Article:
Shawnigan Lake – Here’s the deal: a salary of $100,000 a year, a secure government job with full benefits, and a gold-plated pension plan. One imagines there would be no shortage of good applicants for such a plum job.
Unfortunately, the elected board of the Cowichan Valley Regional District apparently thinks $100,000 is not nearly enough.
Ten years ago, the head of the CVRD, Frank Raimondo, was paid $110,000 at the top of his scale. By 2013, the top man, Warren Jones, was being paid over $200,000.
How did the top salary at the CVRD increase by almost 100 per cent, while inflation over the 10-year period was less than 20 per cent? The rapid rise in pay at the CVRD isn’t limited to the top position.
The average increase for top CVRD management positions was 76 per cent for the 10 years, according to the publicly available Statements of Financial Information on the CVRD website. (SOFI statements do not include employer-paid pension contributions, so these remuneration figures actually understate the full cost to citizens.) At a recent meeting of the CVRD compensation committee, directors heard a presentation from a “human resources” consultant, focusing particularly on what other regional districts pay. The elected directors, who have responsibility for setting CVRD salaries, played right into the consultant’s hands. They worried aloud about which regional district was the most valid “comparable”.
Not one director asked whether inflation should be a factor in wage increases. Not one asked how to factor in the incomes of taxpayers in the region.
If they had, they might have learned that local taxpayers, who must foot the bill for the big salaries, showed average income increases even lower than inflation over the past 10 years. Local citizens should demand that our elected directors revise their approach to hiring senior staff. The current approach has led to the rapid escalation of top salaries in local government all across the country.
Locally, this approach led to the hiring of CVRD head Warren Jones from a municipality on the Mainland in 2008. That didn’t work out so well. After a few years of rapidly increasing pay, Mr. Jones was let go earlier this year, though the CVRD won’t give details. What we do know is that he was given a lavish $350,000 publicly-funded severance package.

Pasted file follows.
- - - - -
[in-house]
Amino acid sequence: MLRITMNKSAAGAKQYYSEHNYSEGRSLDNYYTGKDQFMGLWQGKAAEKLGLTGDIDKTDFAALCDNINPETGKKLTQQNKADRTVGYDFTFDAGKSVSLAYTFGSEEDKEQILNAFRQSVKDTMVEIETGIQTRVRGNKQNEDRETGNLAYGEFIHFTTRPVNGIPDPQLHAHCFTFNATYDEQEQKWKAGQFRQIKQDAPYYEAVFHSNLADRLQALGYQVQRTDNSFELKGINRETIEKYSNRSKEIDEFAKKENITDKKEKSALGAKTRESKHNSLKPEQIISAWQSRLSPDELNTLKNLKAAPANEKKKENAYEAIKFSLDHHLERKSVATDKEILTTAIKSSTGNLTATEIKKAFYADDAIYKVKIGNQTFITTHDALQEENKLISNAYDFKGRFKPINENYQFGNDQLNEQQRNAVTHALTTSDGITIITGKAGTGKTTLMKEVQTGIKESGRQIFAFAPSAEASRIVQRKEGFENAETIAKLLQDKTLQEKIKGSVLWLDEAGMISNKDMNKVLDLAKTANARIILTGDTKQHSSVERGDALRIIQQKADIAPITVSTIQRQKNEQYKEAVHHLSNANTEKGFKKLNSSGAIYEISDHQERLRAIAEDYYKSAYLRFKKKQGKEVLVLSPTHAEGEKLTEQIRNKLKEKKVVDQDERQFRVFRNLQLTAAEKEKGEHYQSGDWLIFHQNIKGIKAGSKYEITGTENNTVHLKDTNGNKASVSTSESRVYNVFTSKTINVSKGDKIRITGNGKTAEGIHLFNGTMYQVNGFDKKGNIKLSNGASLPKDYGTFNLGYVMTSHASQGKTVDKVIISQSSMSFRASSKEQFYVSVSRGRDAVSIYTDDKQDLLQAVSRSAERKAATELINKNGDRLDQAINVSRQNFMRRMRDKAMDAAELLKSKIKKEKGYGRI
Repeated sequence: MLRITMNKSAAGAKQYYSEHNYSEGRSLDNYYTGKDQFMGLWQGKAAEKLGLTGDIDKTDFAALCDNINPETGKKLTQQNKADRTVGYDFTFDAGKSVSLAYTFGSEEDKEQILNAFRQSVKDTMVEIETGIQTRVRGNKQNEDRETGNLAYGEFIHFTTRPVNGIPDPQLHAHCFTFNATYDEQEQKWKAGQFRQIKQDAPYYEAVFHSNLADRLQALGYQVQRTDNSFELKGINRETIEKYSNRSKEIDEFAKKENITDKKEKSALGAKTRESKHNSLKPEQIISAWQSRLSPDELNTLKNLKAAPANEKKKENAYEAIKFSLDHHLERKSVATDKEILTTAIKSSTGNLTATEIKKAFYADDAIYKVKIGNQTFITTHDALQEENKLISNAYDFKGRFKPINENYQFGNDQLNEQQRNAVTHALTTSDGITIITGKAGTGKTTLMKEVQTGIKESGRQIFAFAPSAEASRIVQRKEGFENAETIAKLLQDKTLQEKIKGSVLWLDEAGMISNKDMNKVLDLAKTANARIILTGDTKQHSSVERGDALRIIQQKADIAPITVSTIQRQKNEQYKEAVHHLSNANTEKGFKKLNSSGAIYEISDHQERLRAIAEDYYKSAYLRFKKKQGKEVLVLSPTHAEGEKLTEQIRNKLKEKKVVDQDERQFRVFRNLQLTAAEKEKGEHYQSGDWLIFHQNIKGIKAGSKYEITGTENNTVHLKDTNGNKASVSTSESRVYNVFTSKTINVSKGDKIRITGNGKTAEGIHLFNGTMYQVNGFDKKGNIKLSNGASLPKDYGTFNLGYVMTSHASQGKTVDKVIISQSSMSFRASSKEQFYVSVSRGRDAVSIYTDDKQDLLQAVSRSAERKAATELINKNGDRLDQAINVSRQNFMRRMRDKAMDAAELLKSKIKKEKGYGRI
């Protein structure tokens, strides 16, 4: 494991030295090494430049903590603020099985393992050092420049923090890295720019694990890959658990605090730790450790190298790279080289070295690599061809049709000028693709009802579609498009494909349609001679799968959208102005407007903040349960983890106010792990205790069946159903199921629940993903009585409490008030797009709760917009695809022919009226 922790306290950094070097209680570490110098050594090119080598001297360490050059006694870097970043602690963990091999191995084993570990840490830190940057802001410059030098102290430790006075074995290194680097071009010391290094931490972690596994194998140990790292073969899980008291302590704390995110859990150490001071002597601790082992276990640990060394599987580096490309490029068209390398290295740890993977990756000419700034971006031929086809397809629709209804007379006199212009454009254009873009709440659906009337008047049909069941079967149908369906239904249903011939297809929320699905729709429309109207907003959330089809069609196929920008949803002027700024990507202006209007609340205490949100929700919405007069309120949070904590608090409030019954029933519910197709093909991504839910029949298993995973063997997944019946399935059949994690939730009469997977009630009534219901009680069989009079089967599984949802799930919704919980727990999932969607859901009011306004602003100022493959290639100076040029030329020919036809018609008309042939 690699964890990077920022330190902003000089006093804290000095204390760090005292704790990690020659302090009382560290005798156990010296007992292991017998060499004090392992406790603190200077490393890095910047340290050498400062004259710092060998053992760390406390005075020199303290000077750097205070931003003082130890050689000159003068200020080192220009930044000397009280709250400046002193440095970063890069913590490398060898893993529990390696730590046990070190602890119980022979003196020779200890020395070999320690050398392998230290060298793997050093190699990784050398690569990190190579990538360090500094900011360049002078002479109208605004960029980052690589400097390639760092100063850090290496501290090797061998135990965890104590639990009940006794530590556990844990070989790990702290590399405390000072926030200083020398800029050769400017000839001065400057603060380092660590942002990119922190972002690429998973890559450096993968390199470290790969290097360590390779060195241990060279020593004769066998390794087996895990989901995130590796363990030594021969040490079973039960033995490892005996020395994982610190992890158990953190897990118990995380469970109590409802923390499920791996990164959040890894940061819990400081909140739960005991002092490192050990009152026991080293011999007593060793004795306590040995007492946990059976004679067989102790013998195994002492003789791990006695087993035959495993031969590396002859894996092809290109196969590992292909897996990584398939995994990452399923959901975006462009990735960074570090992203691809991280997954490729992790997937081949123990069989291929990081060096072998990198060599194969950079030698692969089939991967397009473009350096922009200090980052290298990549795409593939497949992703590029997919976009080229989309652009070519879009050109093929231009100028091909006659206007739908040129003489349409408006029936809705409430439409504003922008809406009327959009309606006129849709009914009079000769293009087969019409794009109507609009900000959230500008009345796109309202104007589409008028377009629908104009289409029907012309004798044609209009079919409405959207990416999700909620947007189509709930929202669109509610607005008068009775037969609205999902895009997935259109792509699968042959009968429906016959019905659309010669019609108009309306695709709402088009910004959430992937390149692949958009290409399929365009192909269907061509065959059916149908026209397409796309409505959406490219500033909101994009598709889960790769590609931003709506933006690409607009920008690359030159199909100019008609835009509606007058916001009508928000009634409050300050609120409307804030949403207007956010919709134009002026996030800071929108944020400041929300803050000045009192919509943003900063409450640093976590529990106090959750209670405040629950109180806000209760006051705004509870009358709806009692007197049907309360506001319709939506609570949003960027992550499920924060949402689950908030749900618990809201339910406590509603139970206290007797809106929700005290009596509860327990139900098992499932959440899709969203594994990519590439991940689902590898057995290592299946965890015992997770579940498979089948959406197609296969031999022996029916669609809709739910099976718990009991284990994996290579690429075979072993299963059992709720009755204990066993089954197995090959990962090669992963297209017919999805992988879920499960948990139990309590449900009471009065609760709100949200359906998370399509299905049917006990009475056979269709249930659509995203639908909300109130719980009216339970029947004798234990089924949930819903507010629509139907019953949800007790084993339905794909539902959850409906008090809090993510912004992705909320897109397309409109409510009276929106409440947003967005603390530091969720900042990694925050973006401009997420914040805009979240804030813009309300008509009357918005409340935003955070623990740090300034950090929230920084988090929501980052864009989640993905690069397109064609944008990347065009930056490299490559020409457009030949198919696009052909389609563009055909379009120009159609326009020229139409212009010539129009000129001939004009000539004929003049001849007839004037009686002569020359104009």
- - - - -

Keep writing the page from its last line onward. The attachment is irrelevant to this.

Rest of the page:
Now, the CVRD board will again hire a new head for the organization. Inexplicably, the directors appear to be again focused on the conventional approach, with its inevitable salary escalation as regions leapfrog each other to stay with the pack.
Meanwhile, human resources consultants, who are typically paid a percentage of the salaries of executives they find, laugh all the way to the bank.
Wages and benefits are the single biggest cost in the CVRD budget. Every annual increase is built into the budget, becoming an ever-escalating baseline for further increases the next year. Top salaries are the most important, as they drive salary levels of staff down the line. From a taxpayer perspective, salaries matter.
One solution could be to limit total future increases to the rate of inflation. Not only across-theboard increases, but increases for any reason.
Salaries and benefits are the biggest single item in the CVRD budget and the biggest driver of tax increases. Directors have total control over this item. Challenging the status quo will take courage. It will mean directors going against staff recommendations.
It will mean directors making decisions without staff in the room, which they rarely do.
However if CVRD directors ultimately decide to take effective action, they will look better to the electorate in November. And they might even have a case that their own modest salaries – typically $16,000 to $24,000 – could legitimately be increased.